The kinds of information that support novel associative object priming and how these differ from those that support item priming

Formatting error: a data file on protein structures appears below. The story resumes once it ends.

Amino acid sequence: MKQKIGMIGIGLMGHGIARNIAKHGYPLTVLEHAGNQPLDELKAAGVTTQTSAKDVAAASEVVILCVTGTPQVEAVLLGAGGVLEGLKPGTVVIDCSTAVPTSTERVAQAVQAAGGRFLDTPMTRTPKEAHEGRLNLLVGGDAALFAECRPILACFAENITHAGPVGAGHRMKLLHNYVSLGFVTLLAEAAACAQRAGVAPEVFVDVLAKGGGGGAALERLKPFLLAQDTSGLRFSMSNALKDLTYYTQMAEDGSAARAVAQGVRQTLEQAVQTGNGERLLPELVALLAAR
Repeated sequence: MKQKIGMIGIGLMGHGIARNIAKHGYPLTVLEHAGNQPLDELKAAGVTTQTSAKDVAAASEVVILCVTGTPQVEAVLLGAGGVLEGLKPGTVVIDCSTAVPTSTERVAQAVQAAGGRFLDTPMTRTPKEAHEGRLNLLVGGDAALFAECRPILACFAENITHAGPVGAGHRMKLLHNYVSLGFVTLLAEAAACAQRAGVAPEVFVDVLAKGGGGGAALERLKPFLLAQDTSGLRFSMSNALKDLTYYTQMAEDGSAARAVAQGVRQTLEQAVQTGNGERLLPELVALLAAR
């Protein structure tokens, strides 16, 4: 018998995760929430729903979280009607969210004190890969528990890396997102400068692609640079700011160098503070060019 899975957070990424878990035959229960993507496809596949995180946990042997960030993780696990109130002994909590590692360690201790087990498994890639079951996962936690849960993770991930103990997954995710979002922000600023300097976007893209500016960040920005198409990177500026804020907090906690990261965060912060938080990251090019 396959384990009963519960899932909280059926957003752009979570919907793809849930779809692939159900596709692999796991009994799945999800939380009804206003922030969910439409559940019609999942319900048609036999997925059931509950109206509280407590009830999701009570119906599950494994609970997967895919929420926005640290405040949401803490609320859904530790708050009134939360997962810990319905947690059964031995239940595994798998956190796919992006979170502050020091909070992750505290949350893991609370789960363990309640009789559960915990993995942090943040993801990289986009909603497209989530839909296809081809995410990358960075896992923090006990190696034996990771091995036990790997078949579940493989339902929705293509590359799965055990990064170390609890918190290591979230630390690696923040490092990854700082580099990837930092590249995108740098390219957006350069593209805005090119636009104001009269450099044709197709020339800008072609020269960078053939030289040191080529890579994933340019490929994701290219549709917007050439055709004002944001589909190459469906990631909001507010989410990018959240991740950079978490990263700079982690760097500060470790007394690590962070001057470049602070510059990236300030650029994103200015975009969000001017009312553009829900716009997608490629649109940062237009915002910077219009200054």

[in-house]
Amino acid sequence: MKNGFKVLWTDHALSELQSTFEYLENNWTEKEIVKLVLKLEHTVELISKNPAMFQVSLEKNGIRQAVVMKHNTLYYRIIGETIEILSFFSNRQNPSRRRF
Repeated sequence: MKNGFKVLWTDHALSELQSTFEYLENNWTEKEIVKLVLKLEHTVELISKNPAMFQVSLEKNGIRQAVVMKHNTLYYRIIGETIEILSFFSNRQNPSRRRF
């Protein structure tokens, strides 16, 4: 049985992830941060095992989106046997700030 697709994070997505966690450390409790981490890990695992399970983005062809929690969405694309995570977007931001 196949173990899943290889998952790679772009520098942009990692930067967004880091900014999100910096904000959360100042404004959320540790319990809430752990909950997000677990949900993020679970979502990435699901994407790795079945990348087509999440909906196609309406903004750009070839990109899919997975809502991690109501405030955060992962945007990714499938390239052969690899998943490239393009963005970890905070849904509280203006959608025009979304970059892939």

We investigated how the information that supports novel associative and item object priming differs under identical study/test conditions. In Experiments 1 and 2, participants rated the meaningfulness of sentences linking two object pictures at study. At test, they performed either a size judgement or an associative recognition memory task on intact, recombined and novel picture (Experiment 1) or word (Experiment 2) associations. Associative priming was modulated by subjective meaningfulness of the encoded links, and depended on study/test perceptual overlap. In contrast, item priming was neither affected by the meaningfulness of the sentences nor by study/test changes in the stimulus presentation format. Associative priming and recognition were behaviourally dissociated, and associative recognition was probably too slow to have seriously contaminated associative priming. In Experiment 3, participants performed a perceptually oriented task during both experimental phases, and both associative and item priming were observed. These results suggest that associative priming depends on stored associative semantic and perceptual information when the test task requires flexible retrieval of associative information. Under the same conditions, item priming may only require activation of items' semantic properties. When both study and test tasks stress perceptual processing, retrieval of perceptual information is sufficient to support both kinds of priming.
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